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Portals leading to Inca love songs

Krieger_Dianeby Diane Krieger
“In everything there is the trace” by Susan Silton, one of the installations at the USC Fisher exhibition Drawn to Language (Photo/Brian Forrest)
“In everything there is the trace” by Susan Silton, one of the installations at the USC Fisher exhibition Drawn to Language (Photo/Brian Forrest)

A long-standing love affair between words and the visual arts at USC Fisher Museum heated up when poet David St. John read six new love poems at a special event on Oct. 23.

Modeled on the traditional Quechua folk songs of the Andes, the poems appear in Peruvian Portals, A Cross Cultural Hymn. St. John, an English professor at the USC Dornsife College of Letters, Arts and Sciences, composed the handset, unbound artist book in collaboration with printmaker Holly Downing, whose shadowy mezzotints were his visual inspiration.

St. John’s spare, intense verse lays bare a pulsing human heart: “Star-walker please / Come home / I have left my window / Open for you / & the bed is warm,” pleads the desperate lover of “Doorway Song,” who continues “Now a single island of / Honey burns / The single open / Aperture of the day.”

St. John underscored the importance of “apertures.”

“The poems I value,” he said, before the reading, “are ones where there is a moment in the language that the writer makes a gesture — where the fabric of the poem opens up and makes a space for the reader.”

Downing’s soft-edged engravings evoke archways, windows and heavy portals of Peruvian stonework, figuratively carrying the viewer “from one side of an experience looking through toward another,” according to St. John.

Historian Marjorie Becker, a USC Dorsife associate professor of history, expert on Latin America and herself a poet, provided further insight into Inca culture — such as the fact that stone is considered sacred.

St. John closed with a lighthearted Quechua folktale about a jug of contaminated corn-beer. Visitors interested in the percussive sound of the indigenous language could listen through headsets to Quechua translations of St. John’s poems.

The event coincided with USC Fisher’s current exhibition, Drawn to Language, which runs through Dec. 7. Comprised of five dynamic installations, the show is a reminder, said museum director Selma Holo, that “we [the Fisher] are connected to the mission of the university, which is, at its heart, always about words.”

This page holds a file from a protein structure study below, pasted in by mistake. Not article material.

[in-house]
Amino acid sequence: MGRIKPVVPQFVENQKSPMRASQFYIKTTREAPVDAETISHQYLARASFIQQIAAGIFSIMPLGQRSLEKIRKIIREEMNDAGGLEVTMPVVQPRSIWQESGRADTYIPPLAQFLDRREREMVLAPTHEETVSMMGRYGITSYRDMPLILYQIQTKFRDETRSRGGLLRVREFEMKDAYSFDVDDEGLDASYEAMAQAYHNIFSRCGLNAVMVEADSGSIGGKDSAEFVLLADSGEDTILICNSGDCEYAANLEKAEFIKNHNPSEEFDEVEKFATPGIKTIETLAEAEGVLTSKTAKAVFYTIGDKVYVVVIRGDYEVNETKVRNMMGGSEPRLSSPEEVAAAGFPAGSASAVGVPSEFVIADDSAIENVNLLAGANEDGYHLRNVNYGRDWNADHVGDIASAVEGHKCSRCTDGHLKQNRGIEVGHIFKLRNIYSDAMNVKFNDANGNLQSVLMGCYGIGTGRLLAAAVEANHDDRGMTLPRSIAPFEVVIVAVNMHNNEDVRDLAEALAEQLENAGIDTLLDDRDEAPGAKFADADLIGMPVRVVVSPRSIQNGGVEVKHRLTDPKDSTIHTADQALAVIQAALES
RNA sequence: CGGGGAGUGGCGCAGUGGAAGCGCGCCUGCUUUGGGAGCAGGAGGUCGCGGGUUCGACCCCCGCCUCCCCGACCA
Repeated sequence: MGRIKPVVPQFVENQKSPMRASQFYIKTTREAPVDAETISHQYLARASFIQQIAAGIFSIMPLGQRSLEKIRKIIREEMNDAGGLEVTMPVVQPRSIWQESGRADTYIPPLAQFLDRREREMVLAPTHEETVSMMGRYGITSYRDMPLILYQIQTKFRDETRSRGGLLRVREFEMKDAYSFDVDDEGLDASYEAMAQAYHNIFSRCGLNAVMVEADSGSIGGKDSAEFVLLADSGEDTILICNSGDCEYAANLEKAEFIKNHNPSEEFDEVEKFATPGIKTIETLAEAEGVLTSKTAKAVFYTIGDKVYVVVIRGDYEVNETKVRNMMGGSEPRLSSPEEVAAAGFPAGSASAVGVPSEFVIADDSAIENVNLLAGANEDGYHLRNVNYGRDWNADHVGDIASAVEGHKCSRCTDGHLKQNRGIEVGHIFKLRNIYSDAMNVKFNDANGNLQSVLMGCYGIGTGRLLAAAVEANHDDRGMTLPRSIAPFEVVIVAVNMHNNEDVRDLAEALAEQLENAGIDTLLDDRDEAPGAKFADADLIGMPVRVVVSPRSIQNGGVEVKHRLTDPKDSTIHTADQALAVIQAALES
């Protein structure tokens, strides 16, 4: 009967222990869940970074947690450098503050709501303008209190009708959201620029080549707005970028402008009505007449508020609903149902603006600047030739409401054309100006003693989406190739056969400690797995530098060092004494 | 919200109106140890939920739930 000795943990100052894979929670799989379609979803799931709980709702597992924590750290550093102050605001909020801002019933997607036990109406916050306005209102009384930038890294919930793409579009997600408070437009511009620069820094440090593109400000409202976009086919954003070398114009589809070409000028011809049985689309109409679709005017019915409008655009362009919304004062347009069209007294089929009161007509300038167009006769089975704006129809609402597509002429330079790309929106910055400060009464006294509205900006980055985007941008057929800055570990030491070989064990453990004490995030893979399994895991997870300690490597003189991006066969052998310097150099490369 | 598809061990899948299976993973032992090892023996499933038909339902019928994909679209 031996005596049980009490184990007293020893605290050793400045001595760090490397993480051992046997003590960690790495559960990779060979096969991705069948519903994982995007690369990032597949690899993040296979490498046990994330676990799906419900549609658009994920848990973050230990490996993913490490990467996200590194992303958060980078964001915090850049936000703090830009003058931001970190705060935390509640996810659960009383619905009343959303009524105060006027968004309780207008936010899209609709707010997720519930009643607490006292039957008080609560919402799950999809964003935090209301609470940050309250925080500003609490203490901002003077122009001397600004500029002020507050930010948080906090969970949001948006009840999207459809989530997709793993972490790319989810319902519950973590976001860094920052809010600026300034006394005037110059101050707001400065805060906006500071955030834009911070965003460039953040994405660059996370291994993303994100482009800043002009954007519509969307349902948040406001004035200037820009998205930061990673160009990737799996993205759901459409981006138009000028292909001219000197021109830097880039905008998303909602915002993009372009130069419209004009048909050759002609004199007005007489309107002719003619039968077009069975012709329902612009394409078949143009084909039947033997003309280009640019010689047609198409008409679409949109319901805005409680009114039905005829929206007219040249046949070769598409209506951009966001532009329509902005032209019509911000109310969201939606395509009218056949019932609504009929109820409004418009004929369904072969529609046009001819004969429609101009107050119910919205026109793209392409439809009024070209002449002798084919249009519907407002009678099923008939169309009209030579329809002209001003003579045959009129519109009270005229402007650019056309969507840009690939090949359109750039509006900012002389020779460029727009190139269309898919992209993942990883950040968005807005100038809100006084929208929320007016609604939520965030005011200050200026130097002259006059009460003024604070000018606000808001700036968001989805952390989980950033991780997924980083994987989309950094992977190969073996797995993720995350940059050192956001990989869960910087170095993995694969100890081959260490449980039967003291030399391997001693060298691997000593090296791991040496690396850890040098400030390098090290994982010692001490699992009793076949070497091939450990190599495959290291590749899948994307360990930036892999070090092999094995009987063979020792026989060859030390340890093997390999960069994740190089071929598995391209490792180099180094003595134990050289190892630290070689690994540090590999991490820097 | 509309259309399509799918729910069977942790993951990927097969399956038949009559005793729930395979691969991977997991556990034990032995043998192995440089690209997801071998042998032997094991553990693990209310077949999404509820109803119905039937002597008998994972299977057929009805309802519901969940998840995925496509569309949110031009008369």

Elements of Drawn to Language — including Peruvian Portals — are new acquisitions joining the museum’s permanent collection. Among them is “Pecados y Milagros,” a collaborative project by artist Demián Flores, singer-songwriter Lila Downs and saxophonist Paul Cohen. Downs’ Latin Grammy-winning album of the same name celebrates the Mexican tradition of milagros — healing charms offered up to saints.

An avid collector of this folk art medium, Downs and her collaborators commissioned 15 contemporary Mexican artists to create their own milagros.

USC Fisher has acquired one of the resulting limited-series artist books and folios. The current exhibition displays these framed votivos alongside video and audio from Downs’ performances.

No less intriguing is Susan Silton’s “in everything there is the trace.” Composed of multiple word-driven artworks, the installation is dominated by a “typing circle” of 10 interlocking desks, each with its own refurbished manual typewriter.

Commissioned by the Fisher Museum, this performance-based project depends on volunteers coming together to “collectively retype” Steinbeck’s The Grapes of Wrath. The resulting manuscript, once completed, will be invisible because Silton has removed the typewriter ribbons.

To view the exhibition catalogue, go here. A few slots are still open for Silton’s typing collective. To sign up, go here.

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